A nursing home in Irchester is enabling a resident to keep her 60-year love for birds alive.
Jeanette Warden from Higham Ferrers has an anxiety disorder and is bipolar, so being able to keep her four budgies with her was essential factor when she decided to move into care. The Cottage nursing home on High Street was more than happy to welcome Peter, Suzie, Mickey and Pixie who live in a cage in Jeanette’s room.
“I get so much comfort from them I couldn’t have been parted from them,” said Jeanette, 71. “I’ve had them for six years now. Peter rules the roost and Suzie is very affectionate. When I was more able I used to let them sit on my shoulder and Suzie would rest against my cheek if I was sad.”
Jeanette has kept birds for more than half a century. Her uncle bought her first one at the age of 10 to help her get over being frightened by a pet bird that flew at her at her cousin’s birthday party, and she has loved them ever since. She’s kept finches, canaries but now enjoys the company of four budgies.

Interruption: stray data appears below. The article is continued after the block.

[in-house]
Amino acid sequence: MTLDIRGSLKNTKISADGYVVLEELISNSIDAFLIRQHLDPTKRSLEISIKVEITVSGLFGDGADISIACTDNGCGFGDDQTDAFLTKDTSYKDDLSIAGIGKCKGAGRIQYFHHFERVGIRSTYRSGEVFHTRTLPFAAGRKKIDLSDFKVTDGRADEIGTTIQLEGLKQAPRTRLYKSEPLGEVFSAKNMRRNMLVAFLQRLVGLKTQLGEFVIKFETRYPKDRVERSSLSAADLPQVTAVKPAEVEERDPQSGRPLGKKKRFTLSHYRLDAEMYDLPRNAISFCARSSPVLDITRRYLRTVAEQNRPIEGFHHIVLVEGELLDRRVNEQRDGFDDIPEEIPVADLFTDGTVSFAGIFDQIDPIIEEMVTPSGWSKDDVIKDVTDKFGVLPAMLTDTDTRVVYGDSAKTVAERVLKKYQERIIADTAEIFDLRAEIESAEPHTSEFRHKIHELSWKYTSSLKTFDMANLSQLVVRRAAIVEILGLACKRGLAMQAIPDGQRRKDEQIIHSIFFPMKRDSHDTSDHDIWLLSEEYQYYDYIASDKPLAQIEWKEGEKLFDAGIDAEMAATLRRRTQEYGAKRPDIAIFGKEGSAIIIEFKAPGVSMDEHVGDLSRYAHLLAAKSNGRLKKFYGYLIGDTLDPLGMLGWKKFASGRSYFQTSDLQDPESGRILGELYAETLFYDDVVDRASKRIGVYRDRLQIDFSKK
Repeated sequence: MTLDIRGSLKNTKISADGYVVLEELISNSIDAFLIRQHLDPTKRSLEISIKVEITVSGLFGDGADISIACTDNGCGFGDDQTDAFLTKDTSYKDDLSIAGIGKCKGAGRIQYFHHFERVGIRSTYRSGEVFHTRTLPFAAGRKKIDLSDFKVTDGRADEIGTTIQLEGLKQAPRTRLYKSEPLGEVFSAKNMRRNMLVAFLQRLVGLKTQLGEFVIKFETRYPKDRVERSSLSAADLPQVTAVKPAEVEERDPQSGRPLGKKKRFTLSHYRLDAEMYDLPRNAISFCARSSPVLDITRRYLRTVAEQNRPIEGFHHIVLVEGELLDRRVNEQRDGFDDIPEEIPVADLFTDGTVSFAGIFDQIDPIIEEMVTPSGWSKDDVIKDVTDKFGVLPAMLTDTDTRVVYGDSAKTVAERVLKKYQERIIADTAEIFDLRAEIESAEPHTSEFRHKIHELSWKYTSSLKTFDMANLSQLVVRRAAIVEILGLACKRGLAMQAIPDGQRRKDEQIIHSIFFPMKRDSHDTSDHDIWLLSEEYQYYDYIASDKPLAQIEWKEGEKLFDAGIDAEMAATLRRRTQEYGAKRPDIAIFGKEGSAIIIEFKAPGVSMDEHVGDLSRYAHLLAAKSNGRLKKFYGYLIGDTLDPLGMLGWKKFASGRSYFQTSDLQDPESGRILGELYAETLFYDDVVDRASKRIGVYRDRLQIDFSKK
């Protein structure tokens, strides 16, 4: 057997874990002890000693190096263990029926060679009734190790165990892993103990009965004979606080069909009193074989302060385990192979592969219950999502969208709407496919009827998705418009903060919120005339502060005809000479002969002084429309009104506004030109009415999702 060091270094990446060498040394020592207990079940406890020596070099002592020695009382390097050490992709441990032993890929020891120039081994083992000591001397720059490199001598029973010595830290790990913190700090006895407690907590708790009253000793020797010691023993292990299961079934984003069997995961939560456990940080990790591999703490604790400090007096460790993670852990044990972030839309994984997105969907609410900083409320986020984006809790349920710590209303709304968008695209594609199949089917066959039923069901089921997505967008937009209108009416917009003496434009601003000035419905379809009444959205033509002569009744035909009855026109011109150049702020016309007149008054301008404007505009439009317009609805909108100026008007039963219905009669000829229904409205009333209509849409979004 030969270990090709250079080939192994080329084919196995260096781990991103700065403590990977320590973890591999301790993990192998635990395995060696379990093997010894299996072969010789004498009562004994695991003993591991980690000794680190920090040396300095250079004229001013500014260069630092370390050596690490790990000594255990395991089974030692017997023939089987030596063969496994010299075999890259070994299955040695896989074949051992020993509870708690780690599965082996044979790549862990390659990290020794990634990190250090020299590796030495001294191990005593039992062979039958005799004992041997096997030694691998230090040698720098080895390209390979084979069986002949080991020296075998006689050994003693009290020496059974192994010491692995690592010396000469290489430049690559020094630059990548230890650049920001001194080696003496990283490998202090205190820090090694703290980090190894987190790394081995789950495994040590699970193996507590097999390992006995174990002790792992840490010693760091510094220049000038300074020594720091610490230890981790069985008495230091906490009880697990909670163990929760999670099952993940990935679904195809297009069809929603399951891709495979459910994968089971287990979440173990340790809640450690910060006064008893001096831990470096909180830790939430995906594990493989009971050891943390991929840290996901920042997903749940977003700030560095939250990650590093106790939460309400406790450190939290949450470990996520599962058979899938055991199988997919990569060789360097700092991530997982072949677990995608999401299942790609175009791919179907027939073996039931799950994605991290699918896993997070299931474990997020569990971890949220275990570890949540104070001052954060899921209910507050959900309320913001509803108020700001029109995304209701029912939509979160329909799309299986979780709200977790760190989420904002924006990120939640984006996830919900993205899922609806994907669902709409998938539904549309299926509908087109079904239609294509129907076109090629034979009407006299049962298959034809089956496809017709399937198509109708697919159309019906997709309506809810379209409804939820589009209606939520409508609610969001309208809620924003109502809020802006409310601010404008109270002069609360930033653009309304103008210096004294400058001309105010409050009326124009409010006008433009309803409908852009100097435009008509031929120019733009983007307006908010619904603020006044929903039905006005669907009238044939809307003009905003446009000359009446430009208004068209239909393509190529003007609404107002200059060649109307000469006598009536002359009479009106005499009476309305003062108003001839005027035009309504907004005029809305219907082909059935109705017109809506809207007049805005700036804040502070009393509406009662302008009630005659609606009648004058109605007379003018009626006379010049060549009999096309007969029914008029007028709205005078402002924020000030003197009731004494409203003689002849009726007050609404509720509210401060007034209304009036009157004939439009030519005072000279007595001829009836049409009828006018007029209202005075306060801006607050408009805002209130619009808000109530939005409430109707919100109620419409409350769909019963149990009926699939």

“We knew how important the birds were for Jeanette’s wellbeing so there was never any question of her not being able to bring them with her,” said The Cottage’s home manager, Felicity Bucknall-Hart. “People may have had their pet for more than a decade and to give up that relationship can be extremely difficult and stressful.
“We welcome pets at The Cottage because they offer companionship and a sense of purpose in looking after them.”
Blue Cross research also found that although 40% of residential homes claim to be ‘pet friendly’, many people have to settle for their pet visiting rather than living with them.
Jeanette can also enjoy visits from Oscar Dog Therapy, a Tibetan terrier who visits every week with his owner, Alison Hadley. Stroking dogs like Oscar has been shown to lower blood pressure, reduce anxiety and release endorphins that help residents to feel calmer.
“Many of our residents love having Oscar in the home,” said Felicity Bucknall-Hart. “For example, Gino Centini worked on a farm and had animals around him on a daily basis. Although his speech is extremely limited now we know how much he gets out of the dog’s company and that’s wonderful to see.”